Using GtkApplication#

GtkApplication is the base class of a GTK Application.

The philosophy of GtkApplication is that applications are interested in being told what needs to happen, when it needs to happen, in response to actions from the user. The exact mechanism by which the operating system starts applications is uninteresting.

To this end, GtkApplication exposes a set of signals (or virtual functions) that an application should respond to:

  • startup: sets up the application when it first starts

  • shutdown: performs shutdown tasks

  • activate: shows the default first window of the application (like a new document). This corresponds to the application being launched by the desktop environment.

  • open: opens files and shows them in a new window. This corresponds to someone trying to open a document (or documents) using the application from the file browser, or similar.

When your application starts, the startup signal will be fired. This gives you a chance to perform initialisation tasks that are not directly related to showing a new window. After this, depending on how the application is started, either activate or open will be called next.

GtkApplication defaults to applications being single-instance. If the user attempts to start a second instance of a single-instance application then GtkApplication will signal the first instance and you will receive additional activate or open signals. In this case, the second instance will exit immediately, without calling startup or shutdown.

All startup initialisation should be done in startup. This avoids wasting work in the second-instance case where the program just exits immediately.

The application will continue to run for as long as it needs to. This is usually for as long as there are any open windows. You can additionally force the application to stay alive using g_application_hold().

On shutdown, you receive a shutdown signal where you can do any necessary cleanup tasks (such as saving files to disk).

You main entry point for your application should only create a GtkApplication instance, set up the signal handlers, and then call g_application_run().

Primary vs. local instance#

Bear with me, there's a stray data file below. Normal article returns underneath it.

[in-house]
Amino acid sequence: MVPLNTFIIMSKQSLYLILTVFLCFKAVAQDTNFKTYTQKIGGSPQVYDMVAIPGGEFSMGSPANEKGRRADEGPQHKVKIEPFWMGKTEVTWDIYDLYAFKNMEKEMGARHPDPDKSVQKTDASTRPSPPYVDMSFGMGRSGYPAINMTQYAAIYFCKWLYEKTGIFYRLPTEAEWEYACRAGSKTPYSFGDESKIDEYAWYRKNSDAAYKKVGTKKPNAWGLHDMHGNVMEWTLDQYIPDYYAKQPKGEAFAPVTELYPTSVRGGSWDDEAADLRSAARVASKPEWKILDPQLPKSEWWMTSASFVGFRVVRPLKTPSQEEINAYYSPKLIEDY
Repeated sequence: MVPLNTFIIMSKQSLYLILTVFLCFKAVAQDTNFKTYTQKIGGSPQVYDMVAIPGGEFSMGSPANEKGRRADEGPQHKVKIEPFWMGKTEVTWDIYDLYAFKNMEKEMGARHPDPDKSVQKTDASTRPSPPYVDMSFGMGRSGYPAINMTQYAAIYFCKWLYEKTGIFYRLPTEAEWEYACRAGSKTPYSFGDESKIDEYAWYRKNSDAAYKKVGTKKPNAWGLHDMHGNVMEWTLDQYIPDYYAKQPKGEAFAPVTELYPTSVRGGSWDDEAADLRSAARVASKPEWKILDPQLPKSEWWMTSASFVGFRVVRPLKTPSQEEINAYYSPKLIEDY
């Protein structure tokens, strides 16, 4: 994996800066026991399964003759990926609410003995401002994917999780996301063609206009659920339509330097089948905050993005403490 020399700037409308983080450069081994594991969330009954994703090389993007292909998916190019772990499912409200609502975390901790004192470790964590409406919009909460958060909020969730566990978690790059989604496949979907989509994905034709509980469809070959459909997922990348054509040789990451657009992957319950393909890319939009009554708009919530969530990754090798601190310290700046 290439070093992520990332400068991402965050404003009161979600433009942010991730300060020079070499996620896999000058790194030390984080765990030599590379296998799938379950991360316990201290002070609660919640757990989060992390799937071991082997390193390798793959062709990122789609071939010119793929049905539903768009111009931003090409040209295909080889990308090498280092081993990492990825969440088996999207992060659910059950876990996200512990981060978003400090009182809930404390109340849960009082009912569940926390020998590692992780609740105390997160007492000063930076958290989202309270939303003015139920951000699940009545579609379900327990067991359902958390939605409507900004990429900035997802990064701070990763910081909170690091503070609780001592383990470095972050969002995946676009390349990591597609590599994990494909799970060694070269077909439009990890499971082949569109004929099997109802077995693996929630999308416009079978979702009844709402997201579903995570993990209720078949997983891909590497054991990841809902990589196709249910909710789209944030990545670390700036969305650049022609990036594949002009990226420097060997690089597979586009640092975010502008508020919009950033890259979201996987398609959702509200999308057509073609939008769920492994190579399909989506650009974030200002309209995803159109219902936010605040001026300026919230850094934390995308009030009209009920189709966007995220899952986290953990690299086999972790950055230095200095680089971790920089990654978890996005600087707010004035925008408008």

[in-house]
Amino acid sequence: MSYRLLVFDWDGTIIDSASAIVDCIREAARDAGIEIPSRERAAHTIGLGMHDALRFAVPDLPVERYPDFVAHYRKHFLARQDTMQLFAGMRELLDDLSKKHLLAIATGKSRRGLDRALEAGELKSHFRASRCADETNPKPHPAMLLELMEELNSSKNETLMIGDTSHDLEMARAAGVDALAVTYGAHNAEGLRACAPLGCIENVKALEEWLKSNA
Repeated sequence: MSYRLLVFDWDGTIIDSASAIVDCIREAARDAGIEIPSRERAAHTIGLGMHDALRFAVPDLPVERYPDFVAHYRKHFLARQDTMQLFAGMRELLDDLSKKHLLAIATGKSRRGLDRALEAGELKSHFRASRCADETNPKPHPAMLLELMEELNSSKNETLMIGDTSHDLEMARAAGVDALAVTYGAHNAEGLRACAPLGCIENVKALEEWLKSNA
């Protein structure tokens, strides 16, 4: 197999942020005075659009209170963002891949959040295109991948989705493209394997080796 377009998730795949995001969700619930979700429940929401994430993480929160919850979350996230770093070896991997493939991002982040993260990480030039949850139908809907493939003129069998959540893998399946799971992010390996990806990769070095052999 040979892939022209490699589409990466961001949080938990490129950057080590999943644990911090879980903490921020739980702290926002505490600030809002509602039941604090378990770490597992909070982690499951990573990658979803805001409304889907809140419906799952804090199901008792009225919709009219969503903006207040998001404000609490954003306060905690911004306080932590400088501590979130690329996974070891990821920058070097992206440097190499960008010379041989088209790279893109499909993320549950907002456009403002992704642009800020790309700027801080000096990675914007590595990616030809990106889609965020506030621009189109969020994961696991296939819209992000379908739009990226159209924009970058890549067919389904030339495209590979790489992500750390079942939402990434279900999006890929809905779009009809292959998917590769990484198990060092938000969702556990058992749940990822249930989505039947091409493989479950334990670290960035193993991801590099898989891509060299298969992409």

The “primary instance” of an application is the first instance of it that was run. A “remote instance” is another instance that is started that is not the primary instance. The term “local instance” is used to refer to the current process which may or may not be the primary instance.

GtkApplication only ever emits signals in the primary instance. Calls to GtkApplication API can be made in primary or remote instances (and are made from the vantage of being the “local instance”). In the case that the local instance is the primary instance, function calls on GtkApplication will result in signals being emitted locally, in the primary instance. In the case that the local instance is a remote instance, function calls result in messages being sent to the primary instance and signals being emitted there.

For example, calling g_application_activate() on the primary instance will emit the activate signal. Calling it on a remote instance will result in a message being sent to the primary instance and it will emit activate.

You rarely need to know if the local instance is primary or remote. In almost all cases, you should just call the GtkApplication method you are interested in and either have it be forwarded or handled locally, as appropriate.


An application can register a set of actions that it supports in addition to the default activate and open. Actions are added to the application with the GActionMap interface and invoked or queried with the GActionGroup interface.

As with activate and open, calling g_action_group_activate_action() on the primary instance will activate the named action in the current process. Calling g_action_group_activate_action() on a remote instance will send a message to the primary instance, causing the action to be activated there.